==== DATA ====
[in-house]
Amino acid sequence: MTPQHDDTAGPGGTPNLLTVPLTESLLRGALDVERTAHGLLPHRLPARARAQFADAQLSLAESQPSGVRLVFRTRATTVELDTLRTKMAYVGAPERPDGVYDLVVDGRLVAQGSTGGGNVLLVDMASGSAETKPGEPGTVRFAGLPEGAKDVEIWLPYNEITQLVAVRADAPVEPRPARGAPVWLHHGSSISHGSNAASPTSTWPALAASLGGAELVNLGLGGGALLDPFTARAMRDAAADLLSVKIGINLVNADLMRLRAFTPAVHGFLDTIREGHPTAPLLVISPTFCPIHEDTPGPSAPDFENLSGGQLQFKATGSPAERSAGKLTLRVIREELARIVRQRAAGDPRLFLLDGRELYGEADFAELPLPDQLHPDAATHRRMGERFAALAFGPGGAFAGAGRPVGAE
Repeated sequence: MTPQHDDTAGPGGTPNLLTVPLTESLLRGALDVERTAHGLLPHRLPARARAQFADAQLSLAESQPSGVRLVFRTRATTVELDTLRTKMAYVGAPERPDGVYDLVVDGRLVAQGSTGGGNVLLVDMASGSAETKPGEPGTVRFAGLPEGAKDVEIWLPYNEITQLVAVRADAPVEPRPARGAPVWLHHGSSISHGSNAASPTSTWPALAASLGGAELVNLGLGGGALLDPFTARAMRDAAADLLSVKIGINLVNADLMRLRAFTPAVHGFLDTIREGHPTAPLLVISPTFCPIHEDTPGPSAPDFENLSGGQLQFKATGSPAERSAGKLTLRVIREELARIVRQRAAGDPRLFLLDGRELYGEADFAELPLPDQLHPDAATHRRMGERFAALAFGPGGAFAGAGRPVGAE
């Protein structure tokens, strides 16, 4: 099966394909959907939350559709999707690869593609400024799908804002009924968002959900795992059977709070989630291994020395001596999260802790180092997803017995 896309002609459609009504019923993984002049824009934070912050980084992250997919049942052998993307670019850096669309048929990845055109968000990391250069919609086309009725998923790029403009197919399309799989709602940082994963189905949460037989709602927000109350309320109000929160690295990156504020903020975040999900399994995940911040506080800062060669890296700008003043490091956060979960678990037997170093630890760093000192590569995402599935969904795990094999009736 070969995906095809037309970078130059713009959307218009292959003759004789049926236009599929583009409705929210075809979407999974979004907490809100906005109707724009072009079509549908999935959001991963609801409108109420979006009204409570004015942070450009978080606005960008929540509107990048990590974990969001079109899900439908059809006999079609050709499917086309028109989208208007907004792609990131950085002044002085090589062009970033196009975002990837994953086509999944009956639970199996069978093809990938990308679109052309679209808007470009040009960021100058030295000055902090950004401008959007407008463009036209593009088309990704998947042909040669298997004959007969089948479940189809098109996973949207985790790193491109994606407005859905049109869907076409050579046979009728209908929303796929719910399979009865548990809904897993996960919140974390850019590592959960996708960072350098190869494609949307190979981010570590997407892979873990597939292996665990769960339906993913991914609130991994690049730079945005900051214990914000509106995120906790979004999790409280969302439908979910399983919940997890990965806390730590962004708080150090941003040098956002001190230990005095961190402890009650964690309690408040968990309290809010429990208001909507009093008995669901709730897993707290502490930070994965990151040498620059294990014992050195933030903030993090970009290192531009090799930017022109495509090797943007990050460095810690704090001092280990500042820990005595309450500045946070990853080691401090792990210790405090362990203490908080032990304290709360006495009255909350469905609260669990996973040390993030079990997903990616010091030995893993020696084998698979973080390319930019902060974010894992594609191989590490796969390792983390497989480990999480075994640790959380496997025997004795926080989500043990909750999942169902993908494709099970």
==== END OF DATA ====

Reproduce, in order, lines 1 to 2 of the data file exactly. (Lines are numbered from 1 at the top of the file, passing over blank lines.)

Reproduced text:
[in-house]
Amino acid sequence: MTPQHDDTAGPGGTPNLLTVPLTESLLRGALDVERTAHGLLPHRLPARARAQFADAQLSLAESQPSGVRLVFRTRATTVELDTLRTKMAYVGAPERPDGVYDLVVDGRLVAQGSTGGGNVLLVDMASGSAETKPGEPGTVRFAGLPEGAKDVEIWLPYNEITQLVAVRADAPVEPRPARGAPVWLHHGSSISHGSNAASPTSTWPALAASLGGAELVNLGLGGGALLDPFTARAMRDAAADLLSVKIGINLVNADLMRLRAFTPAVHGFLDTIREGHPTAPLLVISPTFCPIHEDTPGPSAPDFENLSGGQLQFKATGSPAERSAGKLTLRVIREELARIVRQRAAGDPRLFLLDGRELYGEADFAELPLPDQLHPDAATHRRMGERFAALAFGPGGAFAGAGRPVGAE